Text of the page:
The future of solar power is as brighter than ever. Chief Executive Officer Khalid Al-Falih of Saudi Arabian Oil Co. (or Aramco) says that they are “looking at solar investments with great interest.” No small words from the head of the world’s biggest oil company.
The Kingdom announced an ambitious US $109Bn program two years ago to install 41,000MW of solar power, comprising a third of the KSA’s energy requirements in 2032. The agency in charge of this plan was the King Abdullah City for Atomic and Renewable Energy (K.A. Care). In 2013, K.A. Care released a white paper that said that three tenders to install 7GW of solar capacity were to be awarded by 2015. Unfortunately, progress has been slow and plans seem to have been put in the back burner since. The future participation of K.A. Care in the solar program has been put into further doubt with the exit of their Vice President in charge of the program, Khalid Al Sulaiman, earlier this year.
Picking up the slack, Saudi Aramco announced plans of putting up 300MW of solar power plants in remote areas around the Kingdom. It already put up a small solar power plant in Farasan Island, along the coast of Saudi Arabia facing the Red Sea. It makes much economic sense for the company to do so as first, the cost of transporting diesel to remote areas is expensive. Second, using diesel for power generation has come “to the point where volumes meant for exports may fall to unacceptably low levels in the coming two decades,” says Saudi Aramco in its annual review released in May this year. Clearly the shift is in the company’s best interest as it reduces logistics costs and maximizes oil revenues.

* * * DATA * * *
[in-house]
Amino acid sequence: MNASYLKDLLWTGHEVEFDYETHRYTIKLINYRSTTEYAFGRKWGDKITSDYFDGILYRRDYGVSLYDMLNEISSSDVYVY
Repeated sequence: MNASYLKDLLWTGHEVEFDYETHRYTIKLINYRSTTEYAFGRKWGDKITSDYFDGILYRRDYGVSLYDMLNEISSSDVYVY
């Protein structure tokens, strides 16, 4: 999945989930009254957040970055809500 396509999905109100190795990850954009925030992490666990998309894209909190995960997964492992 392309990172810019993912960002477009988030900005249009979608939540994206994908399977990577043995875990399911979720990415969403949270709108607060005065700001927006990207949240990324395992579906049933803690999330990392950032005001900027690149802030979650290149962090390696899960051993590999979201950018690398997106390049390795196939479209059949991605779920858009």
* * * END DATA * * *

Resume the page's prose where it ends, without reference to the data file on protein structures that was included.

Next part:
However, Al-Falih cautions that they plan to do things slowly and carefully in order to avoid mistakes like those done in Europe. Generous incentives in Germany and Spain resulted in an uncontrolled boom in solar panel installation that resulted in these countries backtracking on the subsidies.
Just the same, this announcement is significant because although K.A. Care is said to still pursuing its program, Saudi Aramco is known for taking over large programs that have gone wayward. Surely the company has the expertise, the resources and the money to do so. It may even be necessary given persistent rumors about peak oil for the Kingdom.